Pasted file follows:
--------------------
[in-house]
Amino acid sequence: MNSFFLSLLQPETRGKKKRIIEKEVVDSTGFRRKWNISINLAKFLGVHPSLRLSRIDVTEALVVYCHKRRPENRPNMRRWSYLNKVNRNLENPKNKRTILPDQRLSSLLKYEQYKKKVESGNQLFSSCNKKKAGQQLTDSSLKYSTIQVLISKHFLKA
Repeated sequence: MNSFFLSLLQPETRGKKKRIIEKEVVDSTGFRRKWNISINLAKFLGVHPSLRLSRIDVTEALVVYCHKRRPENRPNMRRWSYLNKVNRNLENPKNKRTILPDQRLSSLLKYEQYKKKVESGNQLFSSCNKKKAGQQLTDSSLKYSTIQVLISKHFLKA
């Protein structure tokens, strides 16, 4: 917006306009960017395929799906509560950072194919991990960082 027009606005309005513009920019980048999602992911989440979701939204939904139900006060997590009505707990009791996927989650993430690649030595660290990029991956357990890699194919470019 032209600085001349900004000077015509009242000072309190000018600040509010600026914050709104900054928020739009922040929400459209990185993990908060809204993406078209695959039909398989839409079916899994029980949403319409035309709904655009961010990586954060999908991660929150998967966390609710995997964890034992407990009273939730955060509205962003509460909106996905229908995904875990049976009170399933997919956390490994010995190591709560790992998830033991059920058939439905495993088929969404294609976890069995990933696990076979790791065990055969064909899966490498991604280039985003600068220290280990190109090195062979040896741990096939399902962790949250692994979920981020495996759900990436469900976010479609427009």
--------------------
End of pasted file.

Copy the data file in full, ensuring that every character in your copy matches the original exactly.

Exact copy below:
[in-house]
Amino acid sequence: MNSFFLSLLQPETRGKKKRIIEKEVVDSTGFRRKWNISINLAKFLGVHPSLRLSRIDVTEALVVYCHKRRPENRPNMRRWSYLNKVNRNLENPKNKRTILPDQRLSSLLKYEQYKKKVESGNQLFSSCNKKKAGQQLTDSSLKYSTIQVLISKHFLKA
Repeated sequence: MNSFFLSLLQPETRGKKKRIIEKEVVDSTGFRRKWNISINLAKFLGVHPSLRLSRIDVTEALVVYCHKRRPENRPNMRRWSYLNKVNRNLENPKNKRTILPDQRLSSLLKYEQYKKKVESGNQLFSSCNKKKAGQQLTDSSLKYSTIQVLISKHFLKA
């Protein structure tokens, strides 16, 4: 917006306009960017395929799906509560950072194919991990960082 027009606005309005513009920019980048999602992911989440979701939204939904139900006060997590009505707990009791996927989650993430690649030595660290990029991956357990890699194919470019 032209600085001349900004000077015509009242000072309190000018600040509010600026914050709104900054928020739009922040929400459209990185993990908060809204993406078209695959039909398989839409079916899994029980949403319409035309709904655009961010990586954060999908991660929150998967966390609710995997964890034992407990009273939730955060509205962003509460909106996905229908995904875990049976009170399933997919956390490994010995190591709560790992998830033991059920058939439905495993088929969404294609976890069995990933696990076979790791065990055969064909899966490498991604280039985003600068220290280990190109090195062979040896741990096939399902962790949250692994979920981020495996759900990436469900976010479609427009």